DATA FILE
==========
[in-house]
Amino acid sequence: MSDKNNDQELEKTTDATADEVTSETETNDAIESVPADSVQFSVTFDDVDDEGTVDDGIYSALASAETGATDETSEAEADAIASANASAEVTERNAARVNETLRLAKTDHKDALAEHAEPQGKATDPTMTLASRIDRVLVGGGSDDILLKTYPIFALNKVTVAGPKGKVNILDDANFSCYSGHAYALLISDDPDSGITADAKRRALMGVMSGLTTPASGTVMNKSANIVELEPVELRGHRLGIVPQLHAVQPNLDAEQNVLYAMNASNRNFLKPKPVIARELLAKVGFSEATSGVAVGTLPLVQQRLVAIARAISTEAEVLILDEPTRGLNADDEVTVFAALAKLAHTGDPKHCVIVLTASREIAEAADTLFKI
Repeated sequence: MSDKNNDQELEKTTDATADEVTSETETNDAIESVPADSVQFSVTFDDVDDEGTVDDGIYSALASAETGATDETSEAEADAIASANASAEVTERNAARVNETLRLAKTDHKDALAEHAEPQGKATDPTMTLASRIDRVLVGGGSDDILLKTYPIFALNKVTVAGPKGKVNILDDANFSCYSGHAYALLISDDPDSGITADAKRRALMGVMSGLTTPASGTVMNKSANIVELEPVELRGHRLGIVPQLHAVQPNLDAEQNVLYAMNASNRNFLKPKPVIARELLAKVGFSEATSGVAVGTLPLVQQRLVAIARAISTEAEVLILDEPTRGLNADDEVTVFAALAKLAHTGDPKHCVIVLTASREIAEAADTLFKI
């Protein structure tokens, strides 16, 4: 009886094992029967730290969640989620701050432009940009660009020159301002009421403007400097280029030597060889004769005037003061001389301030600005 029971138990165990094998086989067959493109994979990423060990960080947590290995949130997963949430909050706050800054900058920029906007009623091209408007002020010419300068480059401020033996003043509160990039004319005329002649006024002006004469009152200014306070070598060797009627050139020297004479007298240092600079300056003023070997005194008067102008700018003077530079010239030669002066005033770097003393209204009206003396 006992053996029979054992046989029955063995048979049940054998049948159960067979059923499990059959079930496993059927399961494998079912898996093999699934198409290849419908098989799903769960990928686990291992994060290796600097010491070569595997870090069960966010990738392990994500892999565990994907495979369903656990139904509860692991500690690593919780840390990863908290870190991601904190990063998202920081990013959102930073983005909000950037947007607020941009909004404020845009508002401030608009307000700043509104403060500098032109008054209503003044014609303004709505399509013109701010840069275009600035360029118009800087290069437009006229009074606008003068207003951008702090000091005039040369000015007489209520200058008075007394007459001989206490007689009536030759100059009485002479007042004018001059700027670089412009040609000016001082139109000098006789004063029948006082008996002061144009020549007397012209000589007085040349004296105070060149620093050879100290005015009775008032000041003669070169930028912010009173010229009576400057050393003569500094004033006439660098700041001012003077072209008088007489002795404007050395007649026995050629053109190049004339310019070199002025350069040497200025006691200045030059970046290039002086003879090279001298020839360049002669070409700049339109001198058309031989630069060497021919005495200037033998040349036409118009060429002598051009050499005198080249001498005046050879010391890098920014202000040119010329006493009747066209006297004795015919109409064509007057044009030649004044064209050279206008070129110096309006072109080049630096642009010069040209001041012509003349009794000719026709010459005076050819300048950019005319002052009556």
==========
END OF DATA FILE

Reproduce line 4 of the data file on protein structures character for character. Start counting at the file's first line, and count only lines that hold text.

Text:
């Protein structure tokens, strides 16, 4: 009886094992029967730290969640989620701050432009940009660009020159301002009421403007400097280029030597060889004769005037003061001389301030600005 029971138990165990094998086989067959493109994979990423060990960080947590290995949130997963949430909050706050800054900058920029906007009623091209408007002020010419300068480059401020033996003043509160990039004319005329002649006024002006004469009152200014306070070598060797009627050139020297004479007298240092600079300056003023070997005194008067102008700018003077530079010239030669002066005033770097003393209204009206003396 006992053996029979054992046989029955063995048979049940054998049948159960067979059923499990059959079930496993059927399961494998079912898996093999699934198409290849419908098989799903769960990928686990291992994060290796600097010491070569595997870090069960966010990738392990994500892999565990994907495979369903656990139904509860692991500690690593919780840390990863908290870190991601904190990063998202920081990013959102930073983005909000950037947007607020941009909004404020845009508002401030608009307000700043509104403060500098032109008054209503003044014609303004709505399509013109701010840069275009600035360029118009800087290069437009006229009074606008003068207003951008702090000091005039040369000015007489209520200058008075007394007459001989206490007689009536030759100059009485002479007042004018001059700027670089412009040609000016001082139109000098006789004063029948006082008996002061144009020549007397012209000589007085040349004296105070060149620093050879100290005015009775008032000041003669070169930028912010009173010229009576400057050393003569500094004033006439660098700041001012003077072209008088007489002795404007050395007649026995050629053109190049004339310019070199002025350069040497200025006691200045030059970046290039002086003879090279001298020839360049002669070409700049339109001198058309031989630069060497021919005495200037033998040349036409118009060429002598051009050499005198080249001498005046050879010391890098920014202000040119010329006493009747066209006297004795015919109409064509007057044009030649004044064209050279206008070129110096309006072109080049630096642009010069040209001041012509003349009794000719026709010459005076050819300048950019005319002052009556």